[Beyond The Kitchen] World Sleep Day (March 18th): Know about Caffeine
World Sleep Day, the third Friday of March, is an annual event organized by the World Association of Sleep Medicine with the aim to raise awareness in the importance of sleep quality and quantity for overall health and wellness. In fact, the chronic lack of adequate sleep does not only give you dark circles, but also increases the risk of obesity, diabetes, cardiovascular diseases and other chronic health threats.
It is easier said than done when it comes to getting enough sleep as a HKer. Since many of us rely on caffeine to get through the long days, let’s take a good look at how caffeine affects our body and sleep quality!
Where does caffeine come from?
Caffeine is naturally found in coffee beans, tea leaves, cocoa beans and kola nuts.
What foods contain caffeine?
Any food products made with the above as ingredient would contain a certain amount of caffeine, such as coffee, tea, chocolate and some soda drinks.
Taking a “small cup” size (i.e. ~240 mL / 8 oz) as standard, the caffeine content levels of beverages commonly available in HK are as follow:
|Beverage category||Caffeine content (mL)|
|Expresso drinks (e.g. Latte)||~200 – 300|
|Cold brew coffee||~200 – 330|
|HK style milk tea||~80 – 230|
|Taiwanese style milk tea||~60 – 120|
|Drip / Brewed coffee||~100|
|Soda drinks||~8 – 30|
How does caffeine keep us awake?
Caffeine keeps us awake by suppressing the activity of a chemical called adenosine in our body.
During daytime, our body constantly converts energy from food we consumed, during which adenosine is produced as a form of metabolic waste. As the day goes by, adenosine accumulates in circulation and continues to binds with the neurons in our brain, causing the build of sleepiness.
Caffeine has a very similar molecular structure as adenosine, hence, is able to compete for the cell binding sites and inhibits the activities by adenosine. Caffeine is rapidly absorbed into circulation within 45 minutes of consumption and can peak within 15 minutes to 2 hours. During this time, caffeine helps to temporarily suppress (or delay) the feeling of “drowsiness” or “sleepiness”.
How much caffeine can we consume in a day?
There has yet been a consensus of the recommendation of daily caffeine intake, the general guidance is as follow:
|Age group / population||Recommended maximum daily intake||參考權威|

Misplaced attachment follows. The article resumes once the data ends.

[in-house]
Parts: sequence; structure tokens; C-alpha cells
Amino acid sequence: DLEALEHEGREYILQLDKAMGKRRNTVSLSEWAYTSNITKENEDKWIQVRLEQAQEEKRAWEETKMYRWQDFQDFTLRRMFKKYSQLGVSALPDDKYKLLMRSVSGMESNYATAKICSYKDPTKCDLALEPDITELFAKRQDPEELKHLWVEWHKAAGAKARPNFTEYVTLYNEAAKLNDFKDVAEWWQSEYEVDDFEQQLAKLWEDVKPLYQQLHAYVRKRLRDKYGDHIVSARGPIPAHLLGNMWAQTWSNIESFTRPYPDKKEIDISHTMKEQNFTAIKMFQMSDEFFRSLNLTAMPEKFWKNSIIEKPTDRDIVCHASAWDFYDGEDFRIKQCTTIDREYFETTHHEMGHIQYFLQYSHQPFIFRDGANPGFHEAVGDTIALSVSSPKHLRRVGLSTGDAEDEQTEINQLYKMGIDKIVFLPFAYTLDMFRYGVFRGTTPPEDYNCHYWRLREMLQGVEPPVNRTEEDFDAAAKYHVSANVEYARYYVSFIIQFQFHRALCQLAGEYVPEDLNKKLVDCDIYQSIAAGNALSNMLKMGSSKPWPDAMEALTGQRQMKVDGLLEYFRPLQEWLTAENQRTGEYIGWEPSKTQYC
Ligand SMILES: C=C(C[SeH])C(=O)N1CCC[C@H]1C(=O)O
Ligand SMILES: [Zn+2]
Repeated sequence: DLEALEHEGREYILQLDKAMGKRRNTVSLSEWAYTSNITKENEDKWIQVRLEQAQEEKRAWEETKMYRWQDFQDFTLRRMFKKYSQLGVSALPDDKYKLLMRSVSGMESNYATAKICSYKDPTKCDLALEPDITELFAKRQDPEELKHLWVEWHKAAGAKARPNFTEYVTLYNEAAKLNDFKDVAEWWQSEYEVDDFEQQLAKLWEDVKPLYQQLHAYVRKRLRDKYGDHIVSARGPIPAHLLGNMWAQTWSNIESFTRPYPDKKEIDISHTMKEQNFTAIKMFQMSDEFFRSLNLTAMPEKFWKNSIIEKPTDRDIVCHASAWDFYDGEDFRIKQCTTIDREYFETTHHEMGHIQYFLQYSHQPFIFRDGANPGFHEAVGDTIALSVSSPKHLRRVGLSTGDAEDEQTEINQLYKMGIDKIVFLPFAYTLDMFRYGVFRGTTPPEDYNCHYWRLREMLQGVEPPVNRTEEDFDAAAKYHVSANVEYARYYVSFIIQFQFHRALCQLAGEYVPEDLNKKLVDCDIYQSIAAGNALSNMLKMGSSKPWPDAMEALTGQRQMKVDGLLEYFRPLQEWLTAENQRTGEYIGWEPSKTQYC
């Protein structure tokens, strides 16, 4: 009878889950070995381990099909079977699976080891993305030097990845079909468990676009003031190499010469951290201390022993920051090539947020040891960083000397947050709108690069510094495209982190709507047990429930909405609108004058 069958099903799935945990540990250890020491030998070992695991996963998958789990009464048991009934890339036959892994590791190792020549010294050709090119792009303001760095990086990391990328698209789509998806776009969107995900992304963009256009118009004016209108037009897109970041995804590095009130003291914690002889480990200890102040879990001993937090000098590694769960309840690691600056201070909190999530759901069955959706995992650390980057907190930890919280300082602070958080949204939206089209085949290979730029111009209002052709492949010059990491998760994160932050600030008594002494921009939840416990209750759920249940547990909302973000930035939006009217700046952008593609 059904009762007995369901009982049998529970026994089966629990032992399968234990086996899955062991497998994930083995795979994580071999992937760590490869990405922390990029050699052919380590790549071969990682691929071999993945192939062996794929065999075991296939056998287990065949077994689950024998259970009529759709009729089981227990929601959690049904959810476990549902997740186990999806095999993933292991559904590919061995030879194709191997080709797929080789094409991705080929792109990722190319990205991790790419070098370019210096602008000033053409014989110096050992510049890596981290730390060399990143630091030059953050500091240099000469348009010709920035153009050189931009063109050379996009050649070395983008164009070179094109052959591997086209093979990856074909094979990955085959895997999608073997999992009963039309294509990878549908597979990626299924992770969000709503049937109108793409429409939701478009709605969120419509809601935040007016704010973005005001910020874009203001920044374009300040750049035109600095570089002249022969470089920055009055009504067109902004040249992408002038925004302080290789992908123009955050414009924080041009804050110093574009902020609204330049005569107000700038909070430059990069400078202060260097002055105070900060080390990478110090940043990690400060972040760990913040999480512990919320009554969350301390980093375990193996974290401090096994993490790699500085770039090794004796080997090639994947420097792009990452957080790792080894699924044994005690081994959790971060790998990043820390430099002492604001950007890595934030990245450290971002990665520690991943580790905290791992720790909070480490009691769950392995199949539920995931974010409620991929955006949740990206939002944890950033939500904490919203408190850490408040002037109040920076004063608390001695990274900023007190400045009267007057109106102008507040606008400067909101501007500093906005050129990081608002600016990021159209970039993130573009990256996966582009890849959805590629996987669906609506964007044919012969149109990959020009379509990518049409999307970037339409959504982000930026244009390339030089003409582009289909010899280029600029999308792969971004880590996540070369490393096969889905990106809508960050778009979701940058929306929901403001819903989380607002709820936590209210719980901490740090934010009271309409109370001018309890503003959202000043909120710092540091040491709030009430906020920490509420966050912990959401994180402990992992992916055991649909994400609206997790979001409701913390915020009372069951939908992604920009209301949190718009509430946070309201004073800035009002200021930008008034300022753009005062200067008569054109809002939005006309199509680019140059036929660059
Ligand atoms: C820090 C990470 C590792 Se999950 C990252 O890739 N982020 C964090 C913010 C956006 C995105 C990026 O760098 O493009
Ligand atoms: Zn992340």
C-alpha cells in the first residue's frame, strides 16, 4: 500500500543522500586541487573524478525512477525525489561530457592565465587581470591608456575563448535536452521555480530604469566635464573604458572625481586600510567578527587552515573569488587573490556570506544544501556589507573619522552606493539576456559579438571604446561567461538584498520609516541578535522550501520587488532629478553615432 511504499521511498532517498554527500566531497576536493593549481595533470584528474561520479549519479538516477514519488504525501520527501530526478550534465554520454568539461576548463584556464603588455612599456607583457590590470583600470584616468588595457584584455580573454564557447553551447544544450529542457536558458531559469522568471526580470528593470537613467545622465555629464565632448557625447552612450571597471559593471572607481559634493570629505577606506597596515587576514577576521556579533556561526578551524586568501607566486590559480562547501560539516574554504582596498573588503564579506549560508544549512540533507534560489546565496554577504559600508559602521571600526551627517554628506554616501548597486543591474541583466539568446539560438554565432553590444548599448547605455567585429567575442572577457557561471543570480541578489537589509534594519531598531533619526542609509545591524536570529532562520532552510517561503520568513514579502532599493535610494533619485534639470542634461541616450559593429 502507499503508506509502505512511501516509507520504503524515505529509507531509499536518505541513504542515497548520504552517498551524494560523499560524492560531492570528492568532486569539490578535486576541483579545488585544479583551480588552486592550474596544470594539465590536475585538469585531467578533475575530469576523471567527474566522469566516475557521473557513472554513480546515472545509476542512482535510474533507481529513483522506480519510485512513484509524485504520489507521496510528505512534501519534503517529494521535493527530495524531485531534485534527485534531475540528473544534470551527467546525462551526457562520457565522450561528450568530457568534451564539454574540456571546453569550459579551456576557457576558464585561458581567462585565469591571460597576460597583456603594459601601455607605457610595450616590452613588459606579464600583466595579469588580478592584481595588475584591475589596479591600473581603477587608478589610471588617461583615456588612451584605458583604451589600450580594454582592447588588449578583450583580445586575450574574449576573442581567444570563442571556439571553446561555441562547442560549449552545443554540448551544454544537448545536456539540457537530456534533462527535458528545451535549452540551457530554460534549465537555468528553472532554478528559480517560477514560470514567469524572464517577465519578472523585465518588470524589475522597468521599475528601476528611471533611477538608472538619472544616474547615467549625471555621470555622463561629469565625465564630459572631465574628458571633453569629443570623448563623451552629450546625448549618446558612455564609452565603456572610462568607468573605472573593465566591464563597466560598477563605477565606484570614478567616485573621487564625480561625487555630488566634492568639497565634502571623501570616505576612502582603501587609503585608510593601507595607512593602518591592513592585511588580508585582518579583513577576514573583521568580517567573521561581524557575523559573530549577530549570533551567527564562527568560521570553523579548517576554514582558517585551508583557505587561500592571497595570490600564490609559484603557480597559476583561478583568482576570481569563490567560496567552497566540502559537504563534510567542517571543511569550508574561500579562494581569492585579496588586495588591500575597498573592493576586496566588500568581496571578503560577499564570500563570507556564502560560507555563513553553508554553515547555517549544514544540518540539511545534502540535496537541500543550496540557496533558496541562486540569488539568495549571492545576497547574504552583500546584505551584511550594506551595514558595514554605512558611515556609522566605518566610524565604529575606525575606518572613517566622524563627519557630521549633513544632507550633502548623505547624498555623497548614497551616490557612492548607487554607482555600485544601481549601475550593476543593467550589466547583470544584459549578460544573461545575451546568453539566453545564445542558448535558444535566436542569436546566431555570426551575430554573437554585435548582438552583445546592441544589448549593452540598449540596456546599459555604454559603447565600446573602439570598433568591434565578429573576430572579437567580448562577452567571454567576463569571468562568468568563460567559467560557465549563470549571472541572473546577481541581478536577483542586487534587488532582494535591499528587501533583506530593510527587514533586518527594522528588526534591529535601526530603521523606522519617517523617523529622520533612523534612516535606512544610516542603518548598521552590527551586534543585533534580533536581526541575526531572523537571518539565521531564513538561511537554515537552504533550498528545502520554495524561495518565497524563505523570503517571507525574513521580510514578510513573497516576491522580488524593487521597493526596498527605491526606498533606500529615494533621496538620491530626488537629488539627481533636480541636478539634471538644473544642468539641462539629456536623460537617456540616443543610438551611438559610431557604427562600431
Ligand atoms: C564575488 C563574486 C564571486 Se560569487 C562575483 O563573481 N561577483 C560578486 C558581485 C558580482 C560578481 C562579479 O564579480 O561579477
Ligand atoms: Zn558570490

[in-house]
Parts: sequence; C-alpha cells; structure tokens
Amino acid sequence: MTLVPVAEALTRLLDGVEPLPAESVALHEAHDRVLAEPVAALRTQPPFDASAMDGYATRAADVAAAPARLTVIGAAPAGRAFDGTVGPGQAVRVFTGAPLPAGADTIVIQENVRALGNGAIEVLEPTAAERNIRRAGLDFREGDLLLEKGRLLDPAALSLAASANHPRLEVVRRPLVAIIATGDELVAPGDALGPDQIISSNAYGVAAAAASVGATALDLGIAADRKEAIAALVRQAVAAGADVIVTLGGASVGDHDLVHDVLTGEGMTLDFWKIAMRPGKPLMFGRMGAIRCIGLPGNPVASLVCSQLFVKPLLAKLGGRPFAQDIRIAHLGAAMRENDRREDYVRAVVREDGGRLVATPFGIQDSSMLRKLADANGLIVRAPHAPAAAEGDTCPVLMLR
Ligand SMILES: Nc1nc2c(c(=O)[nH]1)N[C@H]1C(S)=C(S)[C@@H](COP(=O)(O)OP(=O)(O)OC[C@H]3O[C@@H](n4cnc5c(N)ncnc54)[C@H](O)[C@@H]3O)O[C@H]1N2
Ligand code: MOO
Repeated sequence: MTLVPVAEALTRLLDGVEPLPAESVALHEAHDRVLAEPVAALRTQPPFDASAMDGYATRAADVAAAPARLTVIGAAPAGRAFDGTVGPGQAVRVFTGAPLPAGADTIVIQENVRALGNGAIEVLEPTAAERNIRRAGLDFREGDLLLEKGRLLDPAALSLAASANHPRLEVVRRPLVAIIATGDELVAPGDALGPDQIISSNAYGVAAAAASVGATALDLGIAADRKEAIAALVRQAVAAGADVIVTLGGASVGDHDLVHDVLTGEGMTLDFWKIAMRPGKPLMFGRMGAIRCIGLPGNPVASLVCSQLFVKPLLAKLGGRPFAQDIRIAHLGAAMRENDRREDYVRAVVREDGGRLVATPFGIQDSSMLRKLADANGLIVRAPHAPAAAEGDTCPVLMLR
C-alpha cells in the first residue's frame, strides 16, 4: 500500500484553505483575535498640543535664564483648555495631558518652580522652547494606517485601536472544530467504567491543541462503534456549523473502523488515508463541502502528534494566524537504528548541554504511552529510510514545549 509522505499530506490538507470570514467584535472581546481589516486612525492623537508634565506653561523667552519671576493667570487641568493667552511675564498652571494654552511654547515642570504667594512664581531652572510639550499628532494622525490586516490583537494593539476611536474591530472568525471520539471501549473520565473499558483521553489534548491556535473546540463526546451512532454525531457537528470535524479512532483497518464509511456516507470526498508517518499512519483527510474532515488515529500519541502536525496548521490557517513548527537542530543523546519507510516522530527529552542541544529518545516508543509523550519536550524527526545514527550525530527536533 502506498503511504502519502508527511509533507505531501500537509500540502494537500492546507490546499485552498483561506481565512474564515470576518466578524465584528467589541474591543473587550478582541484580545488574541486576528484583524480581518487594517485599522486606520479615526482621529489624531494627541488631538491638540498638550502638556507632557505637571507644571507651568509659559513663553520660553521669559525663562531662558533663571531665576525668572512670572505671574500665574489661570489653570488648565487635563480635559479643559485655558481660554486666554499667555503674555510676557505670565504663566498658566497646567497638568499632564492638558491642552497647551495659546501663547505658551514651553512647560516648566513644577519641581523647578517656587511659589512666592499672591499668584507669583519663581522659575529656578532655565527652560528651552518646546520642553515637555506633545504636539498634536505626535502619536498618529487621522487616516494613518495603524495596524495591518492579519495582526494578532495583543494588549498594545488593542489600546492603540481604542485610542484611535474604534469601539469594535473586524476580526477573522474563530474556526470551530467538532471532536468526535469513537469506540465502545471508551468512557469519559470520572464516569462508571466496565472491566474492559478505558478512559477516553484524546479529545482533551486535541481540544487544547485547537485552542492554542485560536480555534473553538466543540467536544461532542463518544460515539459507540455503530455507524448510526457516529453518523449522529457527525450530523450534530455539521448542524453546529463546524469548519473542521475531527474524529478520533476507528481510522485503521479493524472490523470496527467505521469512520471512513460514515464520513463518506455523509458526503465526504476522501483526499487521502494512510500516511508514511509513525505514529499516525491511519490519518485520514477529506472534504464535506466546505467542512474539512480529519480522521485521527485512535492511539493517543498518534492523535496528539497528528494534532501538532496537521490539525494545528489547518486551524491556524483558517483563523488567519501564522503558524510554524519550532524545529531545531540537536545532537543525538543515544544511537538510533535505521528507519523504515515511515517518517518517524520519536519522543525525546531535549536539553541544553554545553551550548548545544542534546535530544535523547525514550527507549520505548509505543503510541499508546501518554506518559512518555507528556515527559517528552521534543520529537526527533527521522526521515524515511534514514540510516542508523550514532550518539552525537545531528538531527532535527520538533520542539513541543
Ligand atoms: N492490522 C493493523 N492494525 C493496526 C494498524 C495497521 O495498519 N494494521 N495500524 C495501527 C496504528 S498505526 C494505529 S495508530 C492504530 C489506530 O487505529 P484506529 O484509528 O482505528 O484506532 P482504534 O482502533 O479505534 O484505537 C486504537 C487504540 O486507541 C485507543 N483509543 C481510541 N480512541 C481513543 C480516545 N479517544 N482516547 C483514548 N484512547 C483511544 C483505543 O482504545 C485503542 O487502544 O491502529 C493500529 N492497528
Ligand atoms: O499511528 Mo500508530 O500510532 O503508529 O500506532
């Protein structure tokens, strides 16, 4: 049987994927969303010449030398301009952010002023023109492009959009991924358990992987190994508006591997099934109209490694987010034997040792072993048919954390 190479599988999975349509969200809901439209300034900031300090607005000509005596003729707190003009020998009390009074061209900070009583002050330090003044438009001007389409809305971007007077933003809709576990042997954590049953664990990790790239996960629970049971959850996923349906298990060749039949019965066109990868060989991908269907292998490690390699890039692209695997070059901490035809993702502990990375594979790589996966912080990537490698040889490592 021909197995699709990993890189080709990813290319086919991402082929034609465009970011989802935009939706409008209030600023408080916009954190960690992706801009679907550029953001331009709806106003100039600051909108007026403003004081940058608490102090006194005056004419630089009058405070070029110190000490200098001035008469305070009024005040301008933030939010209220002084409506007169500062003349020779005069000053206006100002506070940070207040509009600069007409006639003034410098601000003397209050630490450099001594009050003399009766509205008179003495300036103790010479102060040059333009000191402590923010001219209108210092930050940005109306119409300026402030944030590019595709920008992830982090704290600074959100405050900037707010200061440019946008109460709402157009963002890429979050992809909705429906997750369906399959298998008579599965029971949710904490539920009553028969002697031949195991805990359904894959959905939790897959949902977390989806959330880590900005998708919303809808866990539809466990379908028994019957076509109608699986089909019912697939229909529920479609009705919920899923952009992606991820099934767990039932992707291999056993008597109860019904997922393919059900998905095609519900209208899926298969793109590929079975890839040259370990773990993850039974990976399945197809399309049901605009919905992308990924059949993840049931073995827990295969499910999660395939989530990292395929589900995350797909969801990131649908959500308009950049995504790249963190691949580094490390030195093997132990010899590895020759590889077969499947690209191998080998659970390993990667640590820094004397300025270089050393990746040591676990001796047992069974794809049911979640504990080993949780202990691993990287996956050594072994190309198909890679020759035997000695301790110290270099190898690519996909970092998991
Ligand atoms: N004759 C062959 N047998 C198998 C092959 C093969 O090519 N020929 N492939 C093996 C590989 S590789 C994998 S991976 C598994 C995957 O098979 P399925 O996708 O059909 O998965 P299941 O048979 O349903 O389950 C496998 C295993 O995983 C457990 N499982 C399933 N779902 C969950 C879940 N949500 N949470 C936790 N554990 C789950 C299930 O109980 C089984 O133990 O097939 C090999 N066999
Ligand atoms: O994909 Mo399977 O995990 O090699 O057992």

|General adults||400 mg||National Health Service (UK), United States Department of Agriculture, Dietitians of Canada|
|Pregnant or lactating women||200 – 300 mg||Centre for Food Safety (HK), Food Standards Agency (UK), Public Health Agency of Canada, European Food Safety Authority|
|Children below age of 12||2.5 – 5 mg|
per kg body weight
|Centre for Food Safety (HK), Public Health Agency of Canada, Public Health Agency of Canada, Food Standards Australia New Zealand, European Food Safety Authority|
Why do we still feel tired, or even more tired, after drinking coffee sometimes?
Caffeine only works as a temporary blocker of adenosine (hence the sleepiness), not a correction or replacement of the sleep our body needs.
While caffeine runs in our circulation, adenosine is still being constantly produced and accumulated. Once our body clears out the caffeine, adenosine will bind with the neurons again and bring back an even stronger kick of sleepiness.
In general, it may take up to 10 hours for the body of a general adult to remove all caffeine consumed. Hence, consuming too much caffeine or having it too late in the day may impact your sleep quality and quantity. Using caffeine as a quick fix to the tiredness after a poor night of sleep is often the first step of the viscous cycle.
Do beverages such as coffee and tea impact our health in any other ways?
- Coffee and tea also contain another chemical called Tannin which hinders iron absorption in the gut, hence, may lead to iron-deficiency anaemia in long terms. Try to consume these beverages at least two hours before and our hour after meal time.
- Many caffeine-containing beverages (such as Taiwanese style milk tea and espresso drinks) contains a significant amount of added sugar and dairy products. To avoid consuming unnecessary free sugars and saturated fats, try asking for a no sugar, reduced sugar and plant-based milk order!
References: CUHK Medical Clinic, Dietitians of Canada, Centre for Food Safety, United States Department of Agriculture (USDA), School of Public Health, Department of Health, National Health Service (UK), Urry E, et al. Curr Top Behav Neurosci, Institute of Medicine (US)